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Try This If You Always Have To "Get It All Done" For Everyone

Do you tend to be someone who always strives to get it all done for everyone?

For many, including myself, this overachieving behavior can lead to burnout and anxiety and often stifle others' growth and learning opportunities.

So here is the big question:

“How can I center my well-being, trust others to contribute, and still get it all done?”

Start with your ABCSS’s!

Acknowledge your patterns

Be willing to reflect

Challenge your assumptions

Success, redefine what it means to you

Start with one step

Let me be clear: your desire to get it all done is not a problem in and of itself.

Overachieving behavior often begins in early childhood through experiencing instability, trauma, or a need to be seen and served as a coping mechanism or survival technique. These behaviors may feel like a part of the fabric of your being, and it may be difficult to see them as a choice.

Your independence and can-do attitude have contributed to your successes and gotten you to where you are today. Your “high/overachieving” behavior may have served you well. There may come a time when this no longer works for you, and the cost to your well-being is too high to be sustained.

Your ABCSS’s can guide you through how to handle that:

  1. Acknowledge your patterns The first step is acknowledging your behavior patterns and how they contribute to your feelings of overwhelm and inadequacy. Acknowledge that it no longer works for you, even if it did in the past. Once you name and define these patterns, you can make choices about your behavior. Remember, overachieving is learned and is not an inherent part of who you are.

  2. Be willing to shift. Now that you have acknowledged your overachieving tendencies and know they are learned behaviors that can shift, your next step is to be willing to make changes. This may sound simple, but it can be challenging to unwind these behavior patterns and find other operating methods. This process may not be a straight path from where you are now to where you want to be. Seek support along your way and find ways to be kind and gentle with yourself throughout your journey.

  3. Challenge your assumptions Your next step is to do reality testing with your assumptions of how you need to behave and what you need to do to be seen as successful. Sometimes we don’t even realize we have adopted other people’s beliefs about success. Write down everything you believe and know to be true about what you must do to be acknowledged as worthy and receive external validation for achievements. Then ask yourself, “Is this true for me?” Notice what thoughts and feelings arise. Where do you feel at ease, and where do you feel resistance in this process?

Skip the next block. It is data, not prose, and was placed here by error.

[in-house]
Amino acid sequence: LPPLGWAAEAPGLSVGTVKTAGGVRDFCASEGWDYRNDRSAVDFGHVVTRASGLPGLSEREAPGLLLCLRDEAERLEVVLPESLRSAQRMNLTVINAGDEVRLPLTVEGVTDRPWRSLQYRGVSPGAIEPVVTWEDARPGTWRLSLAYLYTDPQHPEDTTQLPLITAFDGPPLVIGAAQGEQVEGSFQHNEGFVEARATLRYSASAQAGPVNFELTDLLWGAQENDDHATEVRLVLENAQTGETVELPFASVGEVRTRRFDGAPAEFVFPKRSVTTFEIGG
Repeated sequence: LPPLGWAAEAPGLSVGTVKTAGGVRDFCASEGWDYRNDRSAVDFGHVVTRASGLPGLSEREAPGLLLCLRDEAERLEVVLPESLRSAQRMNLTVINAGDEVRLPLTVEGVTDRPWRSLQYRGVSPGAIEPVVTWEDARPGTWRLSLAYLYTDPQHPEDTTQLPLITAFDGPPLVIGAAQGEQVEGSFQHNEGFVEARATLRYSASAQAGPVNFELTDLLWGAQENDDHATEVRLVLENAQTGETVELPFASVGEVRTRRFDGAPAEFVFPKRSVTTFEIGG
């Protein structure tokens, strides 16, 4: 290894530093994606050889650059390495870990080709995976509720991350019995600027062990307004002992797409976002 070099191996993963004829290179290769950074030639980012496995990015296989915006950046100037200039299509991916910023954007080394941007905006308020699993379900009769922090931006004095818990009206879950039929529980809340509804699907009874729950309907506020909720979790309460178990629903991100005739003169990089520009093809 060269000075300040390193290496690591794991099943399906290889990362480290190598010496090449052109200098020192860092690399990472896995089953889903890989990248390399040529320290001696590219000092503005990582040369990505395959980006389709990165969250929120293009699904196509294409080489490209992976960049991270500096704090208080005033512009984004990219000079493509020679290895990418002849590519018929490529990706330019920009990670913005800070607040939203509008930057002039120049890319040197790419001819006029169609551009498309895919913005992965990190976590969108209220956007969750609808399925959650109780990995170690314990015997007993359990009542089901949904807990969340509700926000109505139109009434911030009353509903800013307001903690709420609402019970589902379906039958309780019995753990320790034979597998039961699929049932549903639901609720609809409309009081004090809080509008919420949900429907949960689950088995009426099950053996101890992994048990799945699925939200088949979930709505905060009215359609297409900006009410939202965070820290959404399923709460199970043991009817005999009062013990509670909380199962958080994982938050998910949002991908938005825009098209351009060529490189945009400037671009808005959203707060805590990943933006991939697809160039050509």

4. Success, redefine what it means to you now. Once you have challenged your assumptions about your worth and external affirmation, you can define what true success means to you based on what is most important to you and your internal compass. Take a few moments to sit quietly and imagine what success looks like to you regardless of what you were told to think or do. What would be possible? How would you feel if you moved toward your definitions of success and aligned your actions to do the same?

  5. Start with one step. If overachieving is a long-term pattern for you, your first inclination may be to go full steam ahead and make many rapid changes. I invite you to begin unwinding this behavior right now, take a breath, step back from the end goal, and identify ONE step you take now or within 24 hours. There is no need to have a structured plan. Allow this process to unfold, and trust that your first step will inform your next step.

When you feel nervous to start:

At first, the lack of a structure with clearly defined action steps may feel uncomfortable and unnerving. You may wonder, “Am I doing enough?” or “Am I doing this right?”

YES, you are. And know that those questions stem from your overachieving patterns.

Here is what I find helpful: When I feel anxious about what I am doing or not doing, I pause and ask myself this question instead.

“What do I need right now? Notice the question is not “What do I need to DO, right now?”

I invite you to try this and be curious about what shifts you can make to improve your well-being from one step and this simple question.

Celebrate your accomplishment no matter how small it may seem to you!

Action begets action. Make a shift now, do not wait for the “perfect” plan or structure, and as one wise client once told me, “I’m done waiting for Monday to start!”

You can get started right now.

Remember, you do not have to do this alone. If you are ready to release old patterns and improve your well-being, reach out to me, and I will support you along the way!

See if coaching is a fit for you right now:


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